Snapshot: Entry level hatchbacks are the least priced set of four wheels available in the market. When these cars hit the used car market, some hold their value pretty well while others have a resale value that tanks quite dramatically. Today, CarToq profiles the resale value of India’s five entry level cars that are all about 3 years old, base variants, with under 30,000 kilometers on their odometers.
The results throw up some interesting figures. All these figures are from used car dealers in the Delhi market. This list can also serve as a guide while buying new cars, for ascertaining the resale value of the car in question. In case you intend to sell your car in 3 years, resale value matters. Look for the car with the lowest depreciating percentage so that you get a better deal for your ride in the used car market.
Well, the Tata Nano’s a poor seller mainly because of its “cheapest car that money can buy” image in India. A new Tata Nano, in base STD trim, costs about 1.6 lakh rupees on-road Delhi. In case you’re wondering, STD means standard and not any venereal disease. A year old used example of the Nano STD can be had for just about 40,000 rupees. Well, that’s less than the price of a high end smartphone. Image is everything in the car world in India and the Nano’s downmarket image really seems to be pulling down the car’s resale value. Even so, if you want a dirt cheap set of wheels that is fuel efficient and frugal to run within the city, the Nano is a fantastic option.
Depreciation Percentage of the Tata Nano: A whopping 75 %
Tata Indica eV2 Petrol
The Tata Indica eV2 is a standard fixture in India’s cab scene and the hatchback isn’t really a preferred buy among family car buyers. Launched at about 3.25 lakh rupees on-road in 2011, for the base petrol variant, the Indica eV2 doesn’t hold its value very well. 3 year old, well maintained examples can be had for about a lakh and 10 thousand rupees. The Indica eV2’s strengths include spacious interiors and low maintenance costs. The car’s petrol engined variants feature a 1.2 liter XETA petrol engine that outputs 65 Bhp-96 Nm.
Depreciation Percentage of the Tata Indica: About 65 %
Hyundai Santro Xing
Another strong selling entry level hatchback, the Hyundai Santro Xing continues to motor on even as many of its competitors have exited the market. When bought new, the Hyundai Santro Xing’s basic version sans air conditioning costs 3.3 lakh rupees. In the used car market, the same car that is about 3 years old goes for about 1.5 lakh rupees. The depreciation is steeper than a Maruti Suzuki but better than a Tata car. The Santro Xing is a tall boy hatchback that is larger than the Alto F8D, but one that is less fuel efficient.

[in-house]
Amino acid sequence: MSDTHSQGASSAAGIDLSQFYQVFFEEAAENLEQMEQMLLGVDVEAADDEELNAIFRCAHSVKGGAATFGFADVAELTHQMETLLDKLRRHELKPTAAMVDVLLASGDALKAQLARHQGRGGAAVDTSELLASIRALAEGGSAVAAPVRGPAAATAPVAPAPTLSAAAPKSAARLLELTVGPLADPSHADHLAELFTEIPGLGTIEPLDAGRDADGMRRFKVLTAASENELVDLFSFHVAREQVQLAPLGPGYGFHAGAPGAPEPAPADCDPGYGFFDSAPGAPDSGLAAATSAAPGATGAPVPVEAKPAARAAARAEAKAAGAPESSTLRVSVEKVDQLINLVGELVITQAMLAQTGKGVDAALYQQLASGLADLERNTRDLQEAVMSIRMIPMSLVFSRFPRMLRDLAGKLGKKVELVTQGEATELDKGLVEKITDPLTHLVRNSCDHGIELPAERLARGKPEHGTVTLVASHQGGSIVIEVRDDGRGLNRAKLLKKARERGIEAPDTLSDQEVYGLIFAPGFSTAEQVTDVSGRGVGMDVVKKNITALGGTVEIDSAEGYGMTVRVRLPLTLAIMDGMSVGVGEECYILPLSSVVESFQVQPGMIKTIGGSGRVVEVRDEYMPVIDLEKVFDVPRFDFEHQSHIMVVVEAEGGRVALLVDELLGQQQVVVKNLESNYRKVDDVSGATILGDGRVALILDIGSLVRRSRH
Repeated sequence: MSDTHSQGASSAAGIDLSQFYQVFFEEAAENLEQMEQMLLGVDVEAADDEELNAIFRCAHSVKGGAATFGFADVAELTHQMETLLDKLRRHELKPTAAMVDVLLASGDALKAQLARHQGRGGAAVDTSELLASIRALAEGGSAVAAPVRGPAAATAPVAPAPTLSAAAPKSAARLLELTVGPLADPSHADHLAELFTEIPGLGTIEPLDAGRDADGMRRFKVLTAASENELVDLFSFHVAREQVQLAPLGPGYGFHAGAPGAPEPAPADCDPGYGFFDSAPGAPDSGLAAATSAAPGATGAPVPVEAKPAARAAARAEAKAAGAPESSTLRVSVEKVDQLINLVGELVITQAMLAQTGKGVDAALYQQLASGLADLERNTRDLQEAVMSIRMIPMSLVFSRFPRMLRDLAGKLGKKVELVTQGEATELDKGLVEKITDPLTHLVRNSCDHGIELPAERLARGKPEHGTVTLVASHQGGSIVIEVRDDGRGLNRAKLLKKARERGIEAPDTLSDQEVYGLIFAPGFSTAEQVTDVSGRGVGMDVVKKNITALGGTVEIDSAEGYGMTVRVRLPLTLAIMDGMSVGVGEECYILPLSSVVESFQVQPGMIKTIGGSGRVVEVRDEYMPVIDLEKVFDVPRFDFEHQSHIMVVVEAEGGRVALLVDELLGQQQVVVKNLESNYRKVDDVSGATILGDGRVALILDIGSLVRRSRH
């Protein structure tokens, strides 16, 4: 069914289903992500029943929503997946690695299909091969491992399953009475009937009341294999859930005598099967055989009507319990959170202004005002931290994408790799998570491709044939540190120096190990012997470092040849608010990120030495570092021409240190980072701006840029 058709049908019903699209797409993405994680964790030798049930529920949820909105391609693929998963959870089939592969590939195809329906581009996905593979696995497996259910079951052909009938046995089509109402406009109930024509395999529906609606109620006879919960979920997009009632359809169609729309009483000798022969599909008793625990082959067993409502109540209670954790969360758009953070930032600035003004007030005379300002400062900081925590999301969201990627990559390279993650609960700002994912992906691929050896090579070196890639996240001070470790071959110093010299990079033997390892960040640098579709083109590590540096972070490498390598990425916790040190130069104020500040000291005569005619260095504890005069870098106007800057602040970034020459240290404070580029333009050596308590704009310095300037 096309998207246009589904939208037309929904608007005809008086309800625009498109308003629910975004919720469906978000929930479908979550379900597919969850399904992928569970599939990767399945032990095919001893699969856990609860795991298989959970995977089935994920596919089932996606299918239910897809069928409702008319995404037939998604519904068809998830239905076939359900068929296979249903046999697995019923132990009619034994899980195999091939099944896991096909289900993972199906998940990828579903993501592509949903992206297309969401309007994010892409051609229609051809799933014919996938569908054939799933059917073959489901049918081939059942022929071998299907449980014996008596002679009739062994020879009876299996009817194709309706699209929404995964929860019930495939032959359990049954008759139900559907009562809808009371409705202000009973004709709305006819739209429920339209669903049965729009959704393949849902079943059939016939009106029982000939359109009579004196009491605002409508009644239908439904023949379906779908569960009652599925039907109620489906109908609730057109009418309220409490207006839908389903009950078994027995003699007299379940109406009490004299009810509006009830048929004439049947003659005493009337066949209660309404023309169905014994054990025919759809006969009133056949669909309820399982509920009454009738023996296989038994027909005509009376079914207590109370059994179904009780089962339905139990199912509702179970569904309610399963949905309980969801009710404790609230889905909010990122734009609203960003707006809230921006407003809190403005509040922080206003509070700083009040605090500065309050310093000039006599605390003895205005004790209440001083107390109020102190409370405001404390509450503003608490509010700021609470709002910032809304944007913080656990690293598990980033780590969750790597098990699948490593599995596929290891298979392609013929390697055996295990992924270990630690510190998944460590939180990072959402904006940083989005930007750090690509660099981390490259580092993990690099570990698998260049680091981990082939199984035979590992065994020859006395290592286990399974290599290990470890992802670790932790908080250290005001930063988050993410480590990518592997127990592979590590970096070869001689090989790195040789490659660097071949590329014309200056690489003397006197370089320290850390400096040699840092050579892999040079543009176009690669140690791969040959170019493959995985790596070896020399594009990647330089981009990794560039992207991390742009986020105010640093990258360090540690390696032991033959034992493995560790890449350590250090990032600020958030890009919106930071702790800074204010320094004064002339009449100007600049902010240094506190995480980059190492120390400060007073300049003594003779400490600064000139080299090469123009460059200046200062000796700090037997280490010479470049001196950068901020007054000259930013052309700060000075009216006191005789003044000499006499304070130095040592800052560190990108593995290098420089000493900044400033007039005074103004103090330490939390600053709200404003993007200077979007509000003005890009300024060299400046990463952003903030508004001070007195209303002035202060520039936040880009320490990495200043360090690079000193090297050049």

Depreciation Percentage of the Hyundai Santro Xing: About 55 %
The Chevrolet Spark hatchback is about the size of a Santro Xing but rides like a bigger car. Powered by a 1 liter-4 cylinder engine, the car isn’t as fuel efficient as the Alto F8D, a major failing in the eyes of the small car buyer for whom high fuel efficiency is a non-negotiable factor. The Spark hatchback’s basic PS variant costs about 3.85 lakh rupees, on-road Delhi. 3 year old used examples of the Spark’s PS variant sell for about 2 lakh rupees.
Depreciation Percentage of the Chevrolet Spark 1.0 PS: About 50 %
Maruti Alto F8D
Until its discontinuation, the Maruti Alto F8D was India’s best selling hatchback. A no-nonsense, basic car, the Alto F8D featured an 800 cc-3 cylinder petrol engine that continues to do duty on the Alto 800. This, along with the Alto F8D’s massive sales, means that spares are easy to come by. Being a Maruti Suzuki, the resale value of the Alto F8D is one of the strongest in the entry-level hatchback space. 3 year old used Alto F8Ds with about 30,000 kilometers on the odometer go for 1.6 lakh rupees, and that kind of money is pretty impressive for a car that has been discontinued for more than a year now. In comparison, a new Alto 800 costs about 2.7 lakh rupees.
Depreciation Percentage of the Maruti Alto F8D STD: About 40 %